Legat begins the novel an ordinary civil servant with a unhappy marriage. He is an ordinary man in an extraordinary position. The first thing that happens to him is he attends a meeting between Chamberlain and the heads of the armed forces in which he learns that the Navy are not yet ready for war as they were not expecting this situation to arrive so soon. Immediately after, he is told to destroy his notes, something he finds quite shocking. How close this is to the truth I am unsure but it certainly gives a different slant to the events that follow.

By contrast, Paul Hartmann is confident, almost arrogant. He had initially supported the new regime and so has a position within the foreign office. He is now beginning to feel uneasy with the regime and is part of an underground group that are planning to get rid of Hitler. Their plot involves the army and requires a war to be started. When some material comes into his hands that shows that Hitler is lying when he says that he has no further territorial ambitions and he will not invade anywhere if he gets the Sudetenland, he thinks of his old college friend and sends it to Legat.

At first, the narrative moves between Legat and Hartman in alternate chapters, helping to make the story tense. Of course, we know how the conference between Hitler and Chamberlain turns out but it is still interesting to see the machinations of both governments as they move towards it. As the story progresses and both Legat and Hartman are in Munich, the story switches between their viewpoints more quickly and it is possible to sense the frustration of both men at their own powerlessness in the grand scheme of things.

The characterisation of Chamberlain was interesting. The popular view of him is that he capitulated to Hitler because he was a coward and if not for Churchill we’d all be speaking German now. Harris paints him as an honourable man who is passionately opposed to war at this point in time. He knows his armed forces aren’t ready and he feels that the country will not back him if they went to war over this issue. While it is easy for us to see that the note he comes back with is ridiculous and that Hitler will break his promise, it is also possible to see the honest hope that Chamberlain has in this act.

I did enjoy this book and it is certainly one of the best spy novels I have read, I did feel that these stories always seem to turn on people’s stupidity (for example, Legat leaves secret documents in his room which is then burgled) and also on exceptional good luck. (Legat doesn’t actually lose the documents. Chamberlain’s secretary gets them just in time.) Also, the characters of Legat and Hartman sometimes seemed a little clichéd but overall, it kept me reading and made me think differently about the Munich agreement.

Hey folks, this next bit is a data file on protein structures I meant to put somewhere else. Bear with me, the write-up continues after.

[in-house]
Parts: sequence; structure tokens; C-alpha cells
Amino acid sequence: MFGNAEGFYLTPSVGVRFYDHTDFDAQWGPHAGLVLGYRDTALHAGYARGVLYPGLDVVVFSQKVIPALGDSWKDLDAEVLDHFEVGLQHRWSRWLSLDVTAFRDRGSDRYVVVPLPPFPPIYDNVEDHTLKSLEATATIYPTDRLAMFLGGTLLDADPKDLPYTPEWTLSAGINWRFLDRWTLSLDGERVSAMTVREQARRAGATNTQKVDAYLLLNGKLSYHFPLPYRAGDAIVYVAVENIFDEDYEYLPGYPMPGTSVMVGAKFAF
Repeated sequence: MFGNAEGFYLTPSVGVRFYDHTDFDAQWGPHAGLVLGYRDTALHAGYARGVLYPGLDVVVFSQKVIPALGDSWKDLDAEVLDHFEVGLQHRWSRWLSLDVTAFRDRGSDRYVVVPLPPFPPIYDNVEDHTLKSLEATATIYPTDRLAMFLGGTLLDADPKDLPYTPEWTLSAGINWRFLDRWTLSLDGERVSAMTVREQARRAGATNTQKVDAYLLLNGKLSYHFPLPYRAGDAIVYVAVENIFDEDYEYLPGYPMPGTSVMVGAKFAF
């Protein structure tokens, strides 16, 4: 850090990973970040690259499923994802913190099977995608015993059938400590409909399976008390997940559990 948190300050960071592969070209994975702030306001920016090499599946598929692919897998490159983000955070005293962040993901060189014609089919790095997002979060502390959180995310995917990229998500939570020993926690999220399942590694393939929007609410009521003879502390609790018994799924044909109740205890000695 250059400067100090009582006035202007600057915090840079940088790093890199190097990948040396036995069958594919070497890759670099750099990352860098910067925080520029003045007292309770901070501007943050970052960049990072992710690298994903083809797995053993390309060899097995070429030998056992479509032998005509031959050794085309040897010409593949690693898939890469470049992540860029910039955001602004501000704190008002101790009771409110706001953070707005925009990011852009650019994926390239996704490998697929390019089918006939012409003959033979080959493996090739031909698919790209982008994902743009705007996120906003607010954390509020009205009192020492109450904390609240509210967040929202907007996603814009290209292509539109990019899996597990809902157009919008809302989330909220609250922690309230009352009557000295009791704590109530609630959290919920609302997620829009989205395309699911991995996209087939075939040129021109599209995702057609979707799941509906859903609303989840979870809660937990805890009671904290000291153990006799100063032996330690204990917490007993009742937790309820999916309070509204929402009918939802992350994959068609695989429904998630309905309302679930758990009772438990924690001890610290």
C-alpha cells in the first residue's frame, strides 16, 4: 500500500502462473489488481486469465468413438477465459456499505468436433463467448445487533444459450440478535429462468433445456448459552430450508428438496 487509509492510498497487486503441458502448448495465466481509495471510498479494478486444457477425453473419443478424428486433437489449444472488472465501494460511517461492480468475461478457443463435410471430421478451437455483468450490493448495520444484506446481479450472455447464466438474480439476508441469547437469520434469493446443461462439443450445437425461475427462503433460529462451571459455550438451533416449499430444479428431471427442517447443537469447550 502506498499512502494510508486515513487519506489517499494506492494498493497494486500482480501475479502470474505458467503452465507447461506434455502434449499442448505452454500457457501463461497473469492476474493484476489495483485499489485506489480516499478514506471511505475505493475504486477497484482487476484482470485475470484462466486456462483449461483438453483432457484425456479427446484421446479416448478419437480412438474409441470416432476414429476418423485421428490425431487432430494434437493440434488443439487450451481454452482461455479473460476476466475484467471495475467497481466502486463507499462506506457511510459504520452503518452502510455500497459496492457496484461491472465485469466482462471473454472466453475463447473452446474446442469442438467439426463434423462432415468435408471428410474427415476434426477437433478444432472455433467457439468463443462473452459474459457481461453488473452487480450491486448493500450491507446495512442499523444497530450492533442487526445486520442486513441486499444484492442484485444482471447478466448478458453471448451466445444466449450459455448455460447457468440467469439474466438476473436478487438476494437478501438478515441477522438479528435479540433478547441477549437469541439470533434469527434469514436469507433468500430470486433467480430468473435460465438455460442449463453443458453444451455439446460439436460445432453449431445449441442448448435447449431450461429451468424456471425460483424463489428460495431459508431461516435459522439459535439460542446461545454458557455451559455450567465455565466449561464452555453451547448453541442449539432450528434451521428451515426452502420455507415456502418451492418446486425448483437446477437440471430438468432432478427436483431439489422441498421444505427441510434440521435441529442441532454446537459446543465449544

TBR YR 10 – 2. The Man in the Red Coat – Julian Barnes

Genre: Biography, History

Narrative Style: Third person

Published: 2019

Rating 5/5

Format: Hardback

Synopsis: Barnes’ biography of Samuel Pozzi begins with a trip to London by three men – a count, a prince and a commoner – the commoner being Pozzi – and expands to take in the Parisian Belle Epoque. Pozzi is the man in the red coat – one of John Singer Sargent’s greatest portraits. Whilst describing the life of Pozzi, Barnes discusses the ideas of the era and describes some of its liveliest characters including Oscar Wilde and Sarah Bernhardt.

Time on shelf: Not sure why this one lingered for so long. I’m a big fan of Julian Barnes and usually read his books quite quickly after purchase.

Reading challenges: TBR Challenge hosted by Adam at Roof Beam Reader.

This was a joy from start to finish. Barnes has an easy style – like having a fireside chat with a friendly history professor. He describes the life of Samuel Pozzi in the main, but also the other two men who arrive in London with him – Count Robert de Montesquiou and Prince Edmund De Polignac. This is a jumping off point for a wider discussion of the times which takes in duelling, dandys, the Dreyfus affair and the trial of Oscar Wilde. The supporting cast of characters includes Wilde, Sarah Bernhardt, Jean Lorrain and Joris-Karl Huysmans, all of whom are colourful to have been the subjects of this book.

Pozzi is an interesting character. He is an excellent surgeon who transformed working practises and made several operations safer. He was a gynocologist of some renown although he was also known for having affairs with his patients. He was married but had many affairs. He became rich and moved in the same circles as princes and counts. He treated Sarah Bernhardt who called him Dr God.

As A History of the World in 10 and a 1/2 Chapters takes the idea of the novel to the very limits, this explores the limitations of historical biographies. Often, Barnes explains, we cannot know exactly what happened. We are relying on others telling the truth and not being vindictive. We have to have a wider understanding of the age. Barnes writes this almost like a novel, wandering along the timeline and back again. There are recurring motifs such as that of bullets and duelling. At one point, Barnes says if this was a novel we would know this information because the author would make it so but as it is, we cannot know.

Overall, this was enjoyable and informative. Barnes has a clear love for his subject. (He is a renowned Francophile.) He has done a lot of research and the era and characters come alive for the reader. Thoroughly recommended.